22 May 2024

For the sake of the nation’s health, the NHS needs reform


At the very heart of deciding how we are governed is a fundamental tension between concentrating power sufficiently that it can be used effectively, and ensuring that the exercise of that power is properly, if not restrained, at least policed.

Separate powers too widely, build in too many ‘checks and balances’, and the machinery of government (or any other organisation) grinds to a halt; allow power to be wielded without scrutiny or accountability, and it will be abused.

Here in the United Kingdom, we historically resolved that tension with our adversarial politics. Parliament is absolutely sovereign, but it contains within itself both a scrutinising chamber and an Official Opposition, whose whole task is laying bare the government’s failings whenever it can.

Out in the private sector, the concentration of power is also checked in various ways. We have competition between firms, controls and limits on mergers and monopolies, and various regulators. Moreover, politicians are not averse to sticking the boot into a badly-behaving private firm.

Yet two recent scandals – the postmasters and, now, infected blood – suggest that there is a real problem in the borderlands between the two. Both the Post Office and the National Health Service are state institutions, and enjoy the privileges that entails. Yet neither contains anything resembling an ‘official opposition’, nor do politicians reliably fulfil that function.

As a result, both have been able to perpetrate decades-long coverups, with the active or tacit collusion of the Civil Service and successive governments of all the parties.

None of the key findings of Sir Brian Langstaff’s report are remotely implausible, once they’re stated. A patrician, doctor-knows-best attitude that meant patients weren’t informed about the risks of treatment? Check. Ministers preferring to look the other way rather than face the expense and scandal of the truth being known? Check.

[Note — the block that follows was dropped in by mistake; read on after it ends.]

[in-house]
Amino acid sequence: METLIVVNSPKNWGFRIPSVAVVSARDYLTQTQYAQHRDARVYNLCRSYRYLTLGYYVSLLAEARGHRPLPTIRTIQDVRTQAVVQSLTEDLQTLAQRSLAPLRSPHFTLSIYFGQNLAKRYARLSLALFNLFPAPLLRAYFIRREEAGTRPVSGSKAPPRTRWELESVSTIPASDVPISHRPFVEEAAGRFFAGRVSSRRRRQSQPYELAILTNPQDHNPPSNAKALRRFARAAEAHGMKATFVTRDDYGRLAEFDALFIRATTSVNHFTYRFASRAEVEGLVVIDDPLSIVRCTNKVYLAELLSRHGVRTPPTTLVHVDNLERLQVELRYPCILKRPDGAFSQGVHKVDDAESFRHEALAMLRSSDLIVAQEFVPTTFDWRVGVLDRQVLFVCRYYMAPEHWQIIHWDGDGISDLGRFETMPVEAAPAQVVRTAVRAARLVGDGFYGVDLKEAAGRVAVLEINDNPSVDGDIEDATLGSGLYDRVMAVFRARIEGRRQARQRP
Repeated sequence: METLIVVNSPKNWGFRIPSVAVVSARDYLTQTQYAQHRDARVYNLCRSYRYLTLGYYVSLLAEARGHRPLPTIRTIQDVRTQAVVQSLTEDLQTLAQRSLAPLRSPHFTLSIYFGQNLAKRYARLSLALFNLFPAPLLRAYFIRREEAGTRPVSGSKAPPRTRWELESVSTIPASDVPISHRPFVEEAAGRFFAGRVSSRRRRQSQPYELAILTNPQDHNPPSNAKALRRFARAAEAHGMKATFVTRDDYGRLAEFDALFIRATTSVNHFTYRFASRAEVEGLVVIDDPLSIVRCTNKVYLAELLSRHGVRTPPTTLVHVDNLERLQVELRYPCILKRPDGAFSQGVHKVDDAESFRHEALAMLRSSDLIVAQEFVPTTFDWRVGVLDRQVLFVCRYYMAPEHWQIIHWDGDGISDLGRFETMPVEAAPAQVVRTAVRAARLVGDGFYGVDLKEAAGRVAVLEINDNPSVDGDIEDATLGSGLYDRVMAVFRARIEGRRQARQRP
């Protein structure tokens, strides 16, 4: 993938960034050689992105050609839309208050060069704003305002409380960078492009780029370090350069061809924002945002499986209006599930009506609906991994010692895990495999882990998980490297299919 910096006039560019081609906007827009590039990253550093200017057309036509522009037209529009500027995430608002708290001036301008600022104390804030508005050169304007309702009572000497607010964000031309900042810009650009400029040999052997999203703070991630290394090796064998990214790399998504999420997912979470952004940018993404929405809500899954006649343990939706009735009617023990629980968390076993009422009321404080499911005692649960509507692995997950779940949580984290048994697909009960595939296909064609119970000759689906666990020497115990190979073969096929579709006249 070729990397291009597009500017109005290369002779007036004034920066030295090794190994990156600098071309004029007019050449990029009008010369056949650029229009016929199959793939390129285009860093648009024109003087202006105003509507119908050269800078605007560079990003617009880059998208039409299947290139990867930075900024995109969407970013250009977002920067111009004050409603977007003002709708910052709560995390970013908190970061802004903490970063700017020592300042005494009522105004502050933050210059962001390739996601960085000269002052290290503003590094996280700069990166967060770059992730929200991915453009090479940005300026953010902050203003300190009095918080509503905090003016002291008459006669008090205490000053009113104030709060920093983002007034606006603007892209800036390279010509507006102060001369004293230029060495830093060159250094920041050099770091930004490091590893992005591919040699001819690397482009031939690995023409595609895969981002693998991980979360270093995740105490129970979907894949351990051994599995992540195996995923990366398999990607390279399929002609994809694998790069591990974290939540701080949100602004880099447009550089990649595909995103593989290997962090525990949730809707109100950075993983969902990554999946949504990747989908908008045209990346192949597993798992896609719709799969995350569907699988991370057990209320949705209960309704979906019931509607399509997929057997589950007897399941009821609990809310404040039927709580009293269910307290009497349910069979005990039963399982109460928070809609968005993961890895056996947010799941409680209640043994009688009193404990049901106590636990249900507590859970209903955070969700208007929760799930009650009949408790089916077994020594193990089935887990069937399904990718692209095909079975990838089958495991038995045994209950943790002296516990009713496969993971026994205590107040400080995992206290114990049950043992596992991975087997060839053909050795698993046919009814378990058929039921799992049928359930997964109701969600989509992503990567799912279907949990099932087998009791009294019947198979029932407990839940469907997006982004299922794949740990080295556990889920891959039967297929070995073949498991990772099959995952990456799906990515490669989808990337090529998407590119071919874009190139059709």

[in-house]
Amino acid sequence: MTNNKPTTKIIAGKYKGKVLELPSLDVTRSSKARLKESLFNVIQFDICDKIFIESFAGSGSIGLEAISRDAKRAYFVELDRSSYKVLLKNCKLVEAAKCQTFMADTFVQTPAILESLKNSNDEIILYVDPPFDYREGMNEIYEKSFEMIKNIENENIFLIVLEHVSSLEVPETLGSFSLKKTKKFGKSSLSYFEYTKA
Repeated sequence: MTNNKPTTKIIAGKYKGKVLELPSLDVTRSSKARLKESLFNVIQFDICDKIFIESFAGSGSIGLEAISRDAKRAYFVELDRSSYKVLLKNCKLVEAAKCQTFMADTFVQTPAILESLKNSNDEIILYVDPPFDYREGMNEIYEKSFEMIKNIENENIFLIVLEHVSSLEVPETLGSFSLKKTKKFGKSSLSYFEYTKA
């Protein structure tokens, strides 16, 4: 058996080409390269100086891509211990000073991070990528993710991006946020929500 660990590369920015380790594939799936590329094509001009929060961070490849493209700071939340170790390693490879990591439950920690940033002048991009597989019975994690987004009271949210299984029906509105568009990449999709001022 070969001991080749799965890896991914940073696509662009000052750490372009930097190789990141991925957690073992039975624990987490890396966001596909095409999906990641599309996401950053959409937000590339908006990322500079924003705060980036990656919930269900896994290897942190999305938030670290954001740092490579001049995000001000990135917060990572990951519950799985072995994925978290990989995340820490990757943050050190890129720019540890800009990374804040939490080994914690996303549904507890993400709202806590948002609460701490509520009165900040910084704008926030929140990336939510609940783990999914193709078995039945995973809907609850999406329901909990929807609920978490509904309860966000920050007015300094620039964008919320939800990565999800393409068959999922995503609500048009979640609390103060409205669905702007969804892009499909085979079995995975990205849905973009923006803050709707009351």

Civil servants ‘drafting unqualified statements’ for ministers and prime ministers, giving false reassurance to the public? One thinks of Amber Rudd, forced to resign as Home Secretary after repeating to a select committee false information prepared by her officials. A ‘defensive closing of ranks’ in the NHS? The sub-postmasters know well how it feels to be on the wrong end of that.

Even the root cause of the problem is depressingly familiar. For decades, right up until 1990, the United Kingdom was not self-sufficient in blood treatments and was dependent on imports from the United States, where manufacturers paid donors – including high-risk donors. 

We might have achieved self-sufficiency faster if Britain allowed blood donors to be paid. But even now, we still don’t. Just last week, NHS Blood and Transplant announced £600,000 of funding to address a shortage of donations from ethnic minority donors. 

But instead of using this cash to pay donors – surely the most effective means of addressing the shortfall – it is instead earmarked to fund ‘projects led by community, faith, or belief organisations to inspire greater awareness and support for donation’. More jobs for the third sector, less blood for the sick.

We already pay a fairly steep price for the NHS, in terms of actual health outcomes – even reports designed to declare it the best outcome in Europe concede it isn’t so good at ‘keeping people alive.’ The infected blood scandal is another part of that same story.

If we had a more diverse range of healthcare providers, we would not have had a single point of failure such as a single, national import policy on overseas blood. Had a private company opted to import dangerous stock from the United States, ministers and regulators would not have hesitated to rake them over the coals. 

Instead, we have concentrated vast power in the NHS, both as a near-monopoly provider of healthcare (especially to people on lower incomes) and, in this case, a near-monopsony buyer of medical imports. It has great leeway to abuse whistleblowers because it employs such a huge share of our health workforce, and the great tolerance for poor performance that usually accompanies the absence of competition.

All of that is compounded by a deferential, if not worshipful, attitude on the part of many members of the public and, less forgivably, the ministers and officials who are supposed to scrutinise it. The efforts of groups such as the Maternity Safety Alliance, founded by Emily Barley, a personal friend, highlight the extraordinary effort it takes to hold the health service accountable even for something as terrible as a preventable infant death.

Something has to change. There are better ways to deliver universal healthcare, models which maintain public funding and universal provision but don’t rely on a monopoly provider. 

Failing that, the NHS needs its own version of an official opposition – something like the Internal Affairs department at a US police force, a structural antagonist tasked with policing the rest of the organisation and dragging its failures into the cold light of day.

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Henry Hill is Deputy Editor of ConservativeHome.

Columns are the author's own opinion and do not necessarily reflect the views of CapX.